Archive of UserLand's first discussion group, started October 5, 1998.
Re: eBay vs. AuctionWatch
Author: Jeremy Bowers Posted: 10/12/1999; 12:13:48 PM Topic: eBay vs. AuctionWatch Msg #: 11962 (In response to 11958) Prev/Next: 11961 / 11963
What's likely to happen if Ebay legally stops others from grabbing the data, is lots of consumers will simply move to an auction service that doesn't restrict the distribution and aggregation of bids.
I'd modify that slightly from "lots of consumers" to "informed consumers".
That also assumes large auctions will exist that won't restrict distribution and aggregation of bids; if eBay is right about the out-of-date info and server load complaints, it may be that nobody will fail to restrict it, if eBay proves they can. In theory it may be obviously advantageous for some companies to allow this, but the practical aspects of updating client sites about something like auctions will prove difficult to surmount as they continue to grow, and the costs of surmounting those obstacles may outweigh the benefits.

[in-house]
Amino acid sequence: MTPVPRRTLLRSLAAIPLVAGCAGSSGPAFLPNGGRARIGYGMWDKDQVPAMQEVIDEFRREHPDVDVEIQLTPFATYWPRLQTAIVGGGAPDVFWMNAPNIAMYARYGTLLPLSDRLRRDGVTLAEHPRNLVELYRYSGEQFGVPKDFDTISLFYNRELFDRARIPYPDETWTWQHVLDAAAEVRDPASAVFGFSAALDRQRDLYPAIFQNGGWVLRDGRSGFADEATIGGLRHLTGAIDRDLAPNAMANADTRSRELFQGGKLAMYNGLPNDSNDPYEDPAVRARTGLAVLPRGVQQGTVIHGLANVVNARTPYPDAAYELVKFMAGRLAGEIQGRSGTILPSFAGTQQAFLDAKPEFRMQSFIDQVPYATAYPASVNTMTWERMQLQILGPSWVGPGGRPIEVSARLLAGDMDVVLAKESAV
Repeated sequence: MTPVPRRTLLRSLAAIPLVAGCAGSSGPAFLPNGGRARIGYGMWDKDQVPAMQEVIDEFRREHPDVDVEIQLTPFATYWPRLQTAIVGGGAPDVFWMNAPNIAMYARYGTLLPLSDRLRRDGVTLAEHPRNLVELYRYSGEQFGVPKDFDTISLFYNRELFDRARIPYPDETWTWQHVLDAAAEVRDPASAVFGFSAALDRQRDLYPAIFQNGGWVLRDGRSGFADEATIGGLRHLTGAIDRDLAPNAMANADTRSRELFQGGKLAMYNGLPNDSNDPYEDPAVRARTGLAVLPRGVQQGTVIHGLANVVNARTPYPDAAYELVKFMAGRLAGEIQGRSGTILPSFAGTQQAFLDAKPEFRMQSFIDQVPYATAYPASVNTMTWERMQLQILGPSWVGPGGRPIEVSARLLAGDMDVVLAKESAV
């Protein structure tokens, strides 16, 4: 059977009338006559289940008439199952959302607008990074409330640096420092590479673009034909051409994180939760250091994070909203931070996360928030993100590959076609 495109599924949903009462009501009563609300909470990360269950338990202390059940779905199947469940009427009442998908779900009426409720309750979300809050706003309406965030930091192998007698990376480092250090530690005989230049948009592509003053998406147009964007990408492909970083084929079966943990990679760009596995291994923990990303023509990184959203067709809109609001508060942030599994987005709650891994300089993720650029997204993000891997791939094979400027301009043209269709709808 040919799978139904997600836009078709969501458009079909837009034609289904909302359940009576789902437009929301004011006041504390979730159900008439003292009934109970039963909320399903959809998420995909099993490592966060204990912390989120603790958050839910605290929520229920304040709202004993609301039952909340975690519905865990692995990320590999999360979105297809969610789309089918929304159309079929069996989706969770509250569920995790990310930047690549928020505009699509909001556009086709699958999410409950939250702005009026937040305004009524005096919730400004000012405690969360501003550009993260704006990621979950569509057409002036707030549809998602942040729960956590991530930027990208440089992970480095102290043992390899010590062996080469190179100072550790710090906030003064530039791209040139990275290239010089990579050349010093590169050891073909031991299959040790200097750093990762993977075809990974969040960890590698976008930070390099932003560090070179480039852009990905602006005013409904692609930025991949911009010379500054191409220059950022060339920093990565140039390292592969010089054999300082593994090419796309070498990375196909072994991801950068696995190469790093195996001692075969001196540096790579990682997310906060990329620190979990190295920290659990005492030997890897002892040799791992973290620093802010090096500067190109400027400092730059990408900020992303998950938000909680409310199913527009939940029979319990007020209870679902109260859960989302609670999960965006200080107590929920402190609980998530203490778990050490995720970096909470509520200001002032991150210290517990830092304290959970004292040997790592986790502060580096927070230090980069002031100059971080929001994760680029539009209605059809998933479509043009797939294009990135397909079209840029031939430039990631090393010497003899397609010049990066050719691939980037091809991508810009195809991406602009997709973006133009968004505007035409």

My point about the importence is not how much eBay hurts themselves, though. It was about whether or not eBay even can block, because if they can, so can everybody else. And if you can block that, what else about your website can you block? Or, if it is found eBay can't block, what can you restrict people accessing your website from doing? It's a big thing that goes way beyond eBay.
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